The false notion that the state and drug traffickers are oppositional forces is firmly dispelled in Drug War Mexico, which draws on numerous examples to prove cooperation and at the very least complicity between the political and business class and the so-called underworld. They go on to document how narcotics trafficking must be understood as an “integral component” in Mexico’s economic transformation towards neoliberalism.
Drug War Mexico: Politics, Neoliberalism and Violence in the New Narcoeconomy, Peter Watt & Roberto Zepeda, Zed Books, 2012.
If you look for it, you might find find a buried headline about how a Caravan organized by Mexicans impacted by drug violence is making its way from the U.S. Mexico border to Washington DC, calling for justice and peace in Mexico. Hundreds of people are gathering at each of the stops along the way to remember the dead and disappeared, and to denounce the ongoing atrocities being committed in the name of the War on Drugs.
For people looking for a more careful analysis on what is taking place inMexico, Peter Watt and Roberto Zepeda’s new book, Drug War Mexico, is a good place to start. The authors begin by acknowledging the problematic role the mainstream media play in the conflict in Mexico.
“Reports from media organizations like Televisa in Mexico, CNN in the US, and the BBC in the UK tend to present the ‘drug war’ in Mexico as a mysterious and inexplicable conflict in which the government (with the help of its ally, the United States) and the army attempt to defeat the evil tactics and poisonous influence of organized crime,” write Watt and Zepeda in the introduction. “Within this narrow and misleading representation of the drug war, state actors who perpetrate violence and abuse human rights are rarely ascribed agency, and thus are afforded complete immunity by influential mainstream media organizations. Consequently, the drug war is seldom given the historico-political context and analysis it surely merits.”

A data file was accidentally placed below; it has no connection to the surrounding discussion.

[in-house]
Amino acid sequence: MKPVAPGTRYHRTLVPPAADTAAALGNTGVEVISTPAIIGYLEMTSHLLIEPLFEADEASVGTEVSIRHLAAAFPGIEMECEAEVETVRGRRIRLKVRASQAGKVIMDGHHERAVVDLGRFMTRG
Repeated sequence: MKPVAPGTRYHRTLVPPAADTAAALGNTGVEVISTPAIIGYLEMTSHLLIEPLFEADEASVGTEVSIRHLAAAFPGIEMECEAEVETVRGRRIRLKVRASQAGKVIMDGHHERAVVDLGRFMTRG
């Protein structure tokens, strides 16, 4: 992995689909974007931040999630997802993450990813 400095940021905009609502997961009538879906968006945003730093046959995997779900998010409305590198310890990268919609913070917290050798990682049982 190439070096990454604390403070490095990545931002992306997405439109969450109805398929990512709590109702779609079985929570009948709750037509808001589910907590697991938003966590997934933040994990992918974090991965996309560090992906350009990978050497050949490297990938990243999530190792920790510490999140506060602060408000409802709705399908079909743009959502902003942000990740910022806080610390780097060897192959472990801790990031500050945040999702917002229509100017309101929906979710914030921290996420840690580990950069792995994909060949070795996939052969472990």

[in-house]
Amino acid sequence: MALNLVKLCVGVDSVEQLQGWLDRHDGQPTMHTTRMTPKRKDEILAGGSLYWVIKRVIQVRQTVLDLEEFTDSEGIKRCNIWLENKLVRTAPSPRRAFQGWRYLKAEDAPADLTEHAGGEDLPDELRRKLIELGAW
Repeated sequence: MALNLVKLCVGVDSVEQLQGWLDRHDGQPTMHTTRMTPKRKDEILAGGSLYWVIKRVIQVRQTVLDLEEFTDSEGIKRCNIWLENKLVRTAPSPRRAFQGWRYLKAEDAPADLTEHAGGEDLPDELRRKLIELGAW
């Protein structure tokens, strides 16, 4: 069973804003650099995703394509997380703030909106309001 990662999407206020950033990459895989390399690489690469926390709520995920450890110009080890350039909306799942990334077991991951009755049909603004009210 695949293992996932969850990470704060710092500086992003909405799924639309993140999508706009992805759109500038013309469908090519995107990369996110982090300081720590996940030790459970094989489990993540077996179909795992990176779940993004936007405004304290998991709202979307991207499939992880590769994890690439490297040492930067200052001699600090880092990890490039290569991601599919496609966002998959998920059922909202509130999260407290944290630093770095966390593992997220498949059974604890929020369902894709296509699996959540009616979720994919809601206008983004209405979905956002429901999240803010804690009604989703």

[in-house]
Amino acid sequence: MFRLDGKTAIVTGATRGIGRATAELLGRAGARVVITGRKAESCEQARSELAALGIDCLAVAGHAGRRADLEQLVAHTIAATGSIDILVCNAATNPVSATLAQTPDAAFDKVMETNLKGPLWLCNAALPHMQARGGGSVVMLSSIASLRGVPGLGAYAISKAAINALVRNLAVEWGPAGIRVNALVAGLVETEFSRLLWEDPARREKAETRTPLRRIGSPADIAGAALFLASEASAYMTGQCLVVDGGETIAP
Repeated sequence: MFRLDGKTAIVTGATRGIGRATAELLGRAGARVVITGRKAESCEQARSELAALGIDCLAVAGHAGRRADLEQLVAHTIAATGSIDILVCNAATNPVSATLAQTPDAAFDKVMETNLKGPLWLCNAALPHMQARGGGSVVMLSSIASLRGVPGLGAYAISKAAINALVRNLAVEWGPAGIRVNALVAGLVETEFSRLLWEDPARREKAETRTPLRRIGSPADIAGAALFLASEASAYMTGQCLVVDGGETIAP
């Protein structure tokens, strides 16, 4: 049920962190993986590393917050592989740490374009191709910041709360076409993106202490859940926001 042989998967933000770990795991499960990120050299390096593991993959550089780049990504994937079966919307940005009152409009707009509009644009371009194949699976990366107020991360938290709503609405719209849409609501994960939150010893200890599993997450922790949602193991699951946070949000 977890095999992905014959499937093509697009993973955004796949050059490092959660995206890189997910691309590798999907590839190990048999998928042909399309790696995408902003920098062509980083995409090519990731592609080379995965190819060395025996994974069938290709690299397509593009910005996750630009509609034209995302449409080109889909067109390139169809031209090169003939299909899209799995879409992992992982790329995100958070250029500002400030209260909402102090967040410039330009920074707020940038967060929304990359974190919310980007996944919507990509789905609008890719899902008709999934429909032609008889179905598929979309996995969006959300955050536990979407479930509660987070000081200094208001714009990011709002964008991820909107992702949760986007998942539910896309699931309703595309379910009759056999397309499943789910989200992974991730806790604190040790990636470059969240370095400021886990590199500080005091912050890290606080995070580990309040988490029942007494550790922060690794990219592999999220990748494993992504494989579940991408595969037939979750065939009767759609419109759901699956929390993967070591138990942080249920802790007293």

What follows in Drug War Mexico is Watt and Zepeda’s attempt to map how the intensification of violence in Mexico “did not arrive out of the blue.”
The book describes in some detail Operation Condor, a US backed anti-drug plan that involved the militarization of Sinaloa, Durango and Chihuahua, as well as aerial spraying of crops with Agent Orange. Drug War Mexico argues these processes made heroin and marijuana prices spike and encouraged the “cartelisation” of the drug trade. “For the producers and traffickers with the best political contacts, the largest networks, and sufficient resources, and for those who had adapted to survive the initial years of this new phase of anti-drug policy, this sharp and sudden rise in the price of their exports was both rewarding and tantalising,” write Watt and Zepeda.
The false notion that the state anddrug traffickers are oppositional forces is firmly dispelled in Drug WarMexico, which draws on numerous examples to prove cooperation and at the very least complicity between the political and business class and the so-called underworld. The authors argue that the 1982 election of Miguel de Madrid and the changes heralded in during his term were more significant than the break from the PRI in 2000.
Later, the book discusses how the North America Free Trade Agreement “provided both the infrastructure and the labour pool to facilitate smuggling…” further developing the idea of a narcotics industry intertwined with neoliberal transformation.
In their treatment of the years 2000-2012, Mexico’s two term break with PRI governance, Watt and Zepeda outline much of the more recent context around the drug war. Much of this section will be familiar to more casual observers of the drug war in Mexico, as it includes background on some of the direct groups and characters whose prowess and financial power are bandied around by the mainstream media today.
All said, Drug War Mexico is a carefully constructed and well referenced book that provides valuable insight into the violence throughout Mexico. Dispelling the artificial binary between state forces and so-called drug cartels is perhaps the book’s strongest suit, and is done here in an accessible manner. Excavating histories little known and seldom referenced in the English language press, Drug War Mexico is an important addition to a growing body of work suggesting a new frame through which to understand what is taking place in Mexico today.